6:41 pm: Nebraska’s pitcher is named Thad Huber. Sadly, I can’t think of a good way to make fun of his name. I’m sure his middle school classmates don’t have a problem…

6:40 pm: Nebraska makes a pitching change and sends the current pitcher to third base. Another thing I’d like to see happen in the MLB. I bet King Felix could pick the crap out of the ball at first base…

6:17 pm: A quick reminder about the “special pinch runner” rule. Just one example of the myriad Little League rules that need to be adopted by the Major Leagues: “And David Ortiz draws a walk to start the 8th. That means we’ll see Usain Bolt head out of the dugout to take his place as the special pinch runner…”

6:13 pm: Our “first Web Gem of the LLWS” according to Karl Ravech when the Tennessee center fielder comes in on a ball to make a diving catch. This one was pretty legit, but it reminds me of how unathletic most 12-year-olds look when they do something athletic. I wonder how I looked dropping behind-the-back passes in the Woodland Hills Rec Center gym…

5:15 pm: Almost our first tears of the LLWS when a kid for Tennessee gets thrown out at home. I realize the emotions are running high, but come on. Crying after getting thrown out at home? At least wait until you make an error or walk four straight batters…

Chinese Taipei vs. Germany:

4:00 pm: Germany finally pushes a run across in the 4th; game ends 14-1. Being told that it’s the first run they’ve scored against Chinese Tapei in…well…in ever. One of those dubious achievements like the USA beating Mexico for the first time this week. Hey! We used to suck! But now we…well, we probably just got lucky…

3:45 pm: German kid (well, not really) gets called out for sliding into first base on a play where the third baseman bobbled the ball and never even made a throw to first base. Replay clearly shows that the kid tripped on his way to first and had no intention of sliding. If I’m the kid I have to plead my case about being so full of hustle that my emotions got the best of me and I dove into first. No way I’m admitting I just tripped over my own shoelace while running on national television.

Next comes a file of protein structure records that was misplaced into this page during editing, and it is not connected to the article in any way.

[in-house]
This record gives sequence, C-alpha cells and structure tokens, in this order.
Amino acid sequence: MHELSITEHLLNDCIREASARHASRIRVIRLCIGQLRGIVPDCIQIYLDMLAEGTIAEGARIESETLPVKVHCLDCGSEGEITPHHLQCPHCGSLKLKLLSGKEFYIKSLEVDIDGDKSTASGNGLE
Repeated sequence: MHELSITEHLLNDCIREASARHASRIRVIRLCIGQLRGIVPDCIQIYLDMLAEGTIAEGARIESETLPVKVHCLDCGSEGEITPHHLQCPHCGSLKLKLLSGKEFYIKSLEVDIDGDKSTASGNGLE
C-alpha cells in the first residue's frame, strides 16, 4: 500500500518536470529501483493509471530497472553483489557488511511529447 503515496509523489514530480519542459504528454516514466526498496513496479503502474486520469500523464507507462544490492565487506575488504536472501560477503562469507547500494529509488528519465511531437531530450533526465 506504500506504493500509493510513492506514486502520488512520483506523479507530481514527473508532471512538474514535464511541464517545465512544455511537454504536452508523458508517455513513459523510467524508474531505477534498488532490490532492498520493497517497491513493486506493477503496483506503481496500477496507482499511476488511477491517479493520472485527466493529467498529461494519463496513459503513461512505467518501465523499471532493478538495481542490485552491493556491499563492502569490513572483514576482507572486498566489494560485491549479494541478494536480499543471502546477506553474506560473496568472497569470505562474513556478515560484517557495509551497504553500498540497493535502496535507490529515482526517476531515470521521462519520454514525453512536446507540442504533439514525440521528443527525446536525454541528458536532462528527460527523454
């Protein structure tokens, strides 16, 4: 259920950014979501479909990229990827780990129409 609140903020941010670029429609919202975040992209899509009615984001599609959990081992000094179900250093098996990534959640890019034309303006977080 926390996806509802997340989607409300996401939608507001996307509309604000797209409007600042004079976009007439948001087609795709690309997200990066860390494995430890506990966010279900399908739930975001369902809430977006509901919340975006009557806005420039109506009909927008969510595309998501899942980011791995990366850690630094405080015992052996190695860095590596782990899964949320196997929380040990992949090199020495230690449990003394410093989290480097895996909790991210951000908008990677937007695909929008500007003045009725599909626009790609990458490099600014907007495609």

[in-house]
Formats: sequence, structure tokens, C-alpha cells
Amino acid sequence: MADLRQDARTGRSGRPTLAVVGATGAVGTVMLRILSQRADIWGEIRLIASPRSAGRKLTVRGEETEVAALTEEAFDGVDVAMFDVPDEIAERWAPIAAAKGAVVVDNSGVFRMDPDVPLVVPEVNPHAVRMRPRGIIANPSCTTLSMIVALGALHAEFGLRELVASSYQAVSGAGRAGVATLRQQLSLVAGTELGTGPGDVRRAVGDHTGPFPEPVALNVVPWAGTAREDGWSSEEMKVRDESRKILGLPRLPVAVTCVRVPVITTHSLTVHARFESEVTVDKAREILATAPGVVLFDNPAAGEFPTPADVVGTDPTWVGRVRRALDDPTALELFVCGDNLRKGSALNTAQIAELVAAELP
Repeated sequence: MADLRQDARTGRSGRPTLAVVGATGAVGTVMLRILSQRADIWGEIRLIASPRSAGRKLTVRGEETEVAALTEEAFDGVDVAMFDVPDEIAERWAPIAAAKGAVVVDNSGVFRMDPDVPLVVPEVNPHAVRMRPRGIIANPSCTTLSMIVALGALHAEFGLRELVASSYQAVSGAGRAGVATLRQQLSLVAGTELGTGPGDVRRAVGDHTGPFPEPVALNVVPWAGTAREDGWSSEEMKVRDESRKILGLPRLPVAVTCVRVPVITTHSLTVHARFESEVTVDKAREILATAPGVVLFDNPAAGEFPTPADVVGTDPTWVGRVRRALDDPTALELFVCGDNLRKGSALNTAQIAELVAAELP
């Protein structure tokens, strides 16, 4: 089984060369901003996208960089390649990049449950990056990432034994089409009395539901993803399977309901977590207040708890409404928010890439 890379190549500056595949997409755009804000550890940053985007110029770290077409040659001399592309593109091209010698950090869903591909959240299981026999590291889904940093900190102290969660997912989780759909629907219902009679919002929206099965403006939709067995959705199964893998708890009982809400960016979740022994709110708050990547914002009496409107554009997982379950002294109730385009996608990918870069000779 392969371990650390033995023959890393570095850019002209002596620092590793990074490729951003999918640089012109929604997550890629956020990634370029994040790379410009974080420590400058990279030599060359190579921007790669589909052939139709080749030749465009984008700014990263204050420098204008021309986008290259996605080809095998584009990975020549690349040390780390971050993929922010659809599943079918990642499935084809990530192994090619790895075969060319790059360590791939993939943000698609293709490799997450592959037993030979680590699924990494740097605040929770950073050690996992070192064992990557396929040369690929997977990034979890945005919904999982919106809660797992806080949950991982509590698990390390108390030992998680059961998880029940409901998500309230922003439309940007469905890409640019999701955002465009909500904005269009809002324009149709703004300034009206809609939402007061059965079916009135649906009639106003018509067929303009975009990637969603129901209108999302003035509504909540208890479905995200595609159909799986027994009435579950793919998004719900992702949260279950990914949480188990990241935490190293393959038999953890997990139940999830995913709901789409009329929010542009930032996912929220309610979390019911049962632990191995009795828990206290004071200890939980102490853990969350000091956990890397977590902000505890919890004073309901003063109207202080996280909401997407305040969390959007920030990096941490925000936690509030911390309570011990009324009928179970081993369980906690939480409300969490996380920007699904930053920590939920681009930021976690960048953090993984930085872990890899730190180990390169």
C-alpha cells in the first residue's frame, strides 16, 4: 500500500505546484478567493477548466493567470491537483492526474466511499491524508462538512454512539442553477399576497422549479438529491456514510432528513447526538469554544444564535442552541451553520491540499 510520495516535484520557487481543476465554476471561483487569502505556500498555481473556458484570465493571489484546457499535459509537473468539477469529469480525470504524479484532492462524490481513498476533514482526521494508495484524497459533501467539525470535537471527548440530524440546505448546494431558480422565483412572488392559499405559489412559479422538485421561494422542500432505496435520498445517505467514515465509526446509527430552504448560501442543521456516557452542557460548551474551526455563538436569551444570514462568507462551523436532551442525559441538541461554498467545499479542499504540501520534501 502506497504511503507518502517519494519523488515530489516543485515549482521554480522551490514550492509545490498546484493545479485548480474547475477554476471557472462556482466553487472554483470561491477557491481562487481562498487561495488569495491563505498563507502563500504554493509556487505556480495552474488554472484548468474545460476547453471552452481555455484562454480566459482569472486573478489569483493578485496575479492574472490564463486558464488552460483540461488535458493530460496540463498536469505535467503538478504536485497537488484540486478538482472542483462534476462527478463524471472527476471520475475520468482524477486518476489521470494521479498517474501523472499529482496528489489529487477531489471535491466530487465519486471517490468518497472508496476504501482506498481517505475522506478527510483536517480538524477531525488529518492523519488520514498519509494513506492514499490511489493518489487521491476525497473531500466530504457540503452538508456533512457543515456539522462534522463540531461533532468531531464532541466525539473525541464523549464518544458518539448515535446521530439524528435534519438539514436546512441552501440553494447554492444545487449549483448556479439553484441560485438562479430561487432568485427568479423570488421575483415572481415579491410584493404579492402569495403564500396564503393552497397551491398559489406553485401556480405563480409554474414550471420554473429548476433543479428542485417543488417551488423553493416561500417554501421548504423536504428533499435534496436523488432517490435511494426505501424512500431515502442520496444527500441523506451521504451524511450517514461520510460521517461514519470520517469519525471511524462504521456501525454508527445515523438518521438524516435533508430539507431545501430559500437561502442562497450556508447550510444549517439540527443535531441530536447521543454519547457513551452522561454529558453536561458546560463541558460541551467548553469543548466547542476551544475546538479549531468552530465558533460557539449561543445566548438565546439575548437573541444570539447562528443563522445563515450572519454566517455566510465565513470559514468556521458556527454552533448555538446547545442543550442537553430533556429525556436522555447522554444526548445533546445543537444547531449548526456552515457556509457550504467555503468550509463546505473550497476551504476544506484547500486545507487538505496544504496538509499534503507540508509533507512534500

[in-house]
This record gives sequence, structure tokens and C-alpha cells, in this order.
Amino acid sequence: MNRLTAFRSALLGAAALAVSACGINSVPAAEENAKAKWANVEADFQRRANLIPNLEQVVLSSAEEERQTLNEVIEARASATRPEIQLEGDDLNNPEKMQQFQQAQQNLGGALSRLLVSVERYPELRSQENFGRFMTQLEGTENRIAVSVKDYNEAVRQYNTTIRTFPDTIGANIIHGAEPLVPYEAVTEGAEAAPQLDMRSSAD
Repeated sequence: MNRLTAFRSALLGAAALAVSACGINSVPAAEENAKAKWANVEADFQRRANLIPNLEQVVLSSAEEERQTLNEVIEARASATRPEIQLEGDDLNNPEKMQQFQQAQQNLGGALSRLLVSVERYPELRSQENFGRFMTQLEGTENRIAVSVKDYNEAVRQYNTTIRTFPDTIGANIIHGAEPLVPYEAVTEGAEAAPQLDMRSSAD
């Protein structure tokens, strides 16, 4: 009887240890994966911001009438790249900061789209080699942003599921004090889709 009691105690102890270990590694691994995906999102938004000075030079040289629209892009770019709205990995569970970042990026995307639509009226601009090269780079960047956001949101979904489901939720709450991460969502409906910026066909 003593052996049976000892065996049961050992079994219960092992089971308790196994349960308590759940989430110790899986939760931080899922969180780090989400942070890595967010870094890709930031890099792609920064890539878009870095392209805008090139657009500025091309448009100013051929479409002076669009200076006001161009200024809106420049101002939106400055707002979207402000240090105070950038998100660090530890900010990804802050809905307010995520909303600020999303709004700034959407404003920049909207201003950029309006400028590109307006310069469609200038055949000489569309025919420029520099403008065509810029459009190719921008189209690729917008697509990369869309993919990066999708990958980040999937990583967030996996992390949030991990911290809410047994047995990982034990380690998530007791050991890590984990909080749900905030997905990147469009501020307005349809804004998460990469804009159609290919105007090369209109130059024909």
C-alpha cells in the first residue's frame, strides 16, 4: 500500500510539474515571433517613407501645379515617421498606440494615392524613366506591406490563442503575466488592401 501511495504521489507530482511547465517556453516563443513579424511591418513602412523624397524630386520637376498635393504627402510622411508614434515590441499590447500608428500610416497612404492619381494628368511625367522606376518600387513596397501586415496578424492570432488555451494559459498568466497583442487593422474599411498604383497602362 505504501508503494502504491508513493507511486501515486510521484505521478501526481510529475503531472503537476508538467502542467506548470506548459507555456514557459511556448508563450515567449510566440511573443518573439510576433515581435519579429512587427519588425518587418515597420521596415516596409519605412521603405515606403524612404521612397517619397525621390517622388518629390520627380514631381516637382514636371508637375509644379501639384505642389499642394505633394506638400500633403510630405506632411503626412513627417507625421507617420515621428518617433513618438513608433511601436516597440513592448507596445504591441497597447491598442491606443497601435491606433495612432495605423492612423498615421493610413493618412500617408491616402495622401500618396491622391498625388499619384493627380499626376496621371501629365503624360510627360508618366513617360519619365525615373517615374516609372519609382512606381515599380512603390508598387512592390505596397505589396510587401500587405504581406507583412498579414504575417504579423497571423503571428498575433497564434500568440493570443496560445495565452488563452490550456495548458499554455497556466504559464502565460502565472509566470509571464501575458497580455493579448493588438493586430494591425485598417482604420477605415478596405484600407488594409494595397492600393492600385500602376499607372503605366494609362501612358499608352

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Seller Beware: A History Lesson From The Houston Astros

The MLB trade deadline is the great divider. With two months left in the season your team is either going to make a push for the playoffs or sell off veterans and look to the future. Even though a lot can change in two months of baseball, July 31 forces general managers to make these distinctions quickly, so as not to be left in the dust. Some fans even welcome their teams becoming “sellers” to bring in young talent for the next year and beyond. However “selling” is no easy task, so be careful what you wish for.

This year there were a lot of big names moved at the deadline, including Ryan Dempster, Hunter Pence and Shane Victorino. Yet no team traded away more vital pieces to their team than the lowly Houston Astros. If there was a player you could name on the Astros roster at the beginning of the season, he was certainly traded by July.

Brett Myers. Carlos Lee. Wandy Rodriguez. J.A. Happ. All gone (and not exactly household names to begin with).

Who did they get in return for these superstars (at least Astro-versions of superstars)? Your guess is as good as mine.